Last Saturday I got outside for the first garden work day of the season. Most of the garden areas were either snow covered or too wet to work, so I decided to tackle the much neglected dry in the winter, even drier in the summer weed pit behind my garage.
As my grandfather would have said, "Criminentlies!"
For the past few years I have largely ignored this area. Given the conditions, I'm amazed that anything grows here on what appears to be an artificially raised patch of land in the dry shade of locusts and white pines. A thicket of pricker bushes, a tangle of poison ivy and lack of time has kept me at bay. Oh and the snakes. Have I mentioned that I
In my defense, this is not my property and by the time I finish maintaining the gardens I do have on my property I don't usually have any time left. However, since this patch of land is only accessible from my property, if I don't maintain it, nobody will.
Standing in the work area you get a direct view of the back of my garage. To a certain extent this location falls into the category of "out of sight, out of mind". But it shouldn't.
Take a gander to the right and the shed garden is in full view.
My goal for the day was to get rid of the thorn bushes, which I believe are some sort of wild raspberry, although I don't ever recall seeing fruit. The arching canes root at every spot where they touch ground. To get them out I had to section back each stem until I got to the root then either gently pull them out or use the shovel to dig them out. Progress was slower than I expected. After a few hours I had infiltrated the tangled mess and was able to walk through the two Locust tree trunks for the first time in years.
But I still had a long way to go.
Buried beneath the weedy mess is a tarp covered pile of topsoil. My goal is to extricate the tarp, level out the soil, plant a row of Thuja plicata 'Green Giant' and attempt to manage the potential for weed regrowth with heavy mulch. Most likely additional top soil will have to be brought in to create a berm of sorts because less than a foot below the surface is what appears to be a base of trap rock.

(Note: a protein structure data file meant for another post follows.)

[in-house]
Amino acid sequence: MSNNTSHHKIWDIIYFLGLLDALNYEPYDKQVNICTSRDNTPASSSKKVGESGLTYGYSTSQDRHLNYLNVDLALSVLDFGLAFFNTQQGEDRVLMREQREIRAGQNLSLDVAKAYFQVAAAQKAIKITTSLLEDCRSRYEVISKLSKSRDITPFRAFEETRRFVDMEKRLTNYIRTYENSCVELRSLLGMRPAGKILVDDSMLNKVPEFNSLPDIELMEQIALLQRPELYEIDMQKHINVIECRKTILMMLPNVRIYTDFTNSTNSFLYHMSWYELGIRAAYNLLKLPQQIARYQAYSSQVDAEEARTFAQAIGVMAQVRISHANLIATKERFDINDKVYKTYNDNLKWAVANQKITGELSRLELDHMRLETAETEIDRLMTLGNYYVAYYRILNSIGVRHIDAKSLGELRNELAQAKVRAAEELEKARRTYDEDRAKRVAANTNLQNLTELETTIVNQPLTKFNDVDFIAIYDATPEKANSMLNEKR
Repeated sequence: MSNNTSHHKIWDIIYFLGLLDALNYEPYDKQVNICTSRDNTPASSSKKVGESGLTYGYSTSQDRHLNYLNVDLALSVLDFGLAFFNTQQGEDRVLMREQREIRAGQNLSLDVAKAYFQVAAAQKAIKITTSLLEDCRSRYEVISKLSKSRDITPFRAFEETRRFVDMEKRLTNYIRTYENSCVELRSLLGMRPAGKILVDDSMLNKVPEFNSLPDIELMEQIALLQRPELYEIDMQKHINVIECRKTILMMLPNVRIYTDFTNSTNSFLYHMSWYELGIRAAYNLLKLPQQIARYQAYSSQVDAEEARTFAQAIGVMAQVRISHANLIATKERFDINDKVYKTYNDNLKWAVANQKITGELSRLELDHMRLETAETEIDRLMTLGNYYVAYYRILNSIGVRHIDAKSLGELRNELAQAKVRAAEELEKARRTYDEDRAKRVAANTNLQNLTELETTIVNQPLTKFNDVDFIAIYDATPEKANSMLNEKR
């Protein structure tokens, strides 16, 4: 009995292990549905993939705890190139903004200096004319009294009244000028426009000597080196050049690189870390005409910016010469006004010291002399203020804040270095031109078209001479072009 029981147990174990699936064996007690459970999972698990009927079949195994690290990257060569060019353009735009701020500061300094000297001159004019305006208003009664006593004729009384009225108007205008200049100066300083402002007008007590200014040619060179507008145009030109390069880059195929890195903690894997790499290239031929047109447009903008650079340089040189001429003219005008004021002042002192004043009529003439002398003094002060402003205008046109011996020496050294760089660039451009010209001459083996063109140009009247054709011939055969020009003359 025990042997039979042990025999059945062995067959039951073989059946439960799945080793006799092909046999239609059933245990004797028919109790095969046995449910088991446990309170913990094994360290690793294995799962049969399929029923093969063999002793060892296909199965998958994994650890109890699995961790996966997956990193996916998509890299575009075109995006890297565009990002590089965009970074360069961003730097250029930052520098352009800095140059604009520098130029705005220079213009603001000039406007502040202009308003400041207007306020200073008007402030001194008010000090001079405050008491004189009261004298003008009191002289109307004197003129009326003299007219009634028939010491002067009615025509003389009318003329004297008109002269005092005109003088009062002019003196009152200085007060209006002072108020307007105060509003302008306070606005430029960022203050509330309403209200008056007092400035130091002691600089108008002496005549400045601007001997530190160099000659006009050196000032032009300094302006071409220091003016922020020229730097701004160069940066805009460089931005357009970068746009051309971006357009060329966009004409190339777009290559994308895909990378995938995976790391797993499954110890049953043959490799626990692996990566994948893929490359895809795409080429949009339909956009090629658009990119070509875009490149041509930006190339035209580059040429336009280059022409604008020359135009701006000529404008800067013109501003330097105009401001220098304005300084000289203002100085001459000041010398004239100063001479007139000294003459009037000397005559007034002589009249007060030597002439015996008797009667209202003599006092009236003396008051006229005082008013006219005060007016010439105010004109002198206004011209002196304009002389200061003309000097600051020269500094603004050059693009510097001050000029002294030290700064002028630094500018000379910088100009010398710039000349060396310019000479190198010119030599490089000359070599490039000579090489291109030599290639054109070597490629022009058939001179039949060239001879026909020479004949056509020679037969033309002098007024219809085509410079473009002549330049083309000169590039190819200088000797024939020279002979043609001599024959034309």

By late afternoon I had removed the thicket along with some Rosa multiflora and tons of Bittersweet. I was able to walk back by the fence and pull out most of the dead branches that have collected over two hurricanes and a fall snow storm. Poison ivy is a problem in this area and I am very allergic. By some stroke of luck, I managed to avoid contact but I may have to wait for things to leaf out before attempting to remove more of the ground weeds.
As I widen out the view you can see why I'm so eager to manage this area and create a solid screen. I mentioned before that I live behind a small shopping plaza.
When I bought this house in 1995 the plaza was completely screened by a 30-40 foot tall hedge of hemlocks (Tsuga canadensis). Unfortunately before I even knew it existed, wooly adelgid killed those trees and they had to be removed. When the deciduous trees leaf out the view fades somewhat but last summer the plaza removed most of the small saplings on the other side of the fence and opened up the view beyond my tolerance level.
Despite the view, for the most part, the plaza isn't a bad neighbor to have. In my town the alternative would most likely be the backyard decks of two or three homes peering right on to my patio. As it stands right now, I enjoy almost complete privacy. The area I'm attempting to maintain is located on a 25 foot strip of zoned buffer property. Not a bad deal really-I can use it and someone else pays the taxes.
Below is a view from my shed garden back to the area I just cleared. Years ago the wood fence sections were attached to an existing chain link fence to stop the dogs from barking at anything that moved and to create privacy at the ground level.
Up until the spring of 2009, this area was heavily shaded by a huge Sycamore tree. Growing evergreens was virtually impossible. In the spring of 2010 I planted a trio of Thuja plicata 'Green Giant' on five foot centers mostly to see how they would perform. Conditions that year were extremely dry and despite regular watering, I lost one of them before the end of the summer. The remaining two have grown a respectable couple of feet since.
In 2004 I planted eight of these along my driveway and some of them are close to 20 feet tall now and doing well. I would be thrilled to get that kind of growth from the trees behind the shed and garage but the conditions are drier and shadier. Even so I still believe the Green Giants are my best choice for a solid evergreen screen.
So there you have it. Up until now I've only shown my garden from the best possible angles. Every property has positives and negatives. All things considered I'm happy with the location of my house and garden but I consider this view a big negative.
In the next few weeks I plan to start preparing the planting site and purchasing the trees I need. If anyone has suggestions on screening a large ugly view like this I'd love to hear them.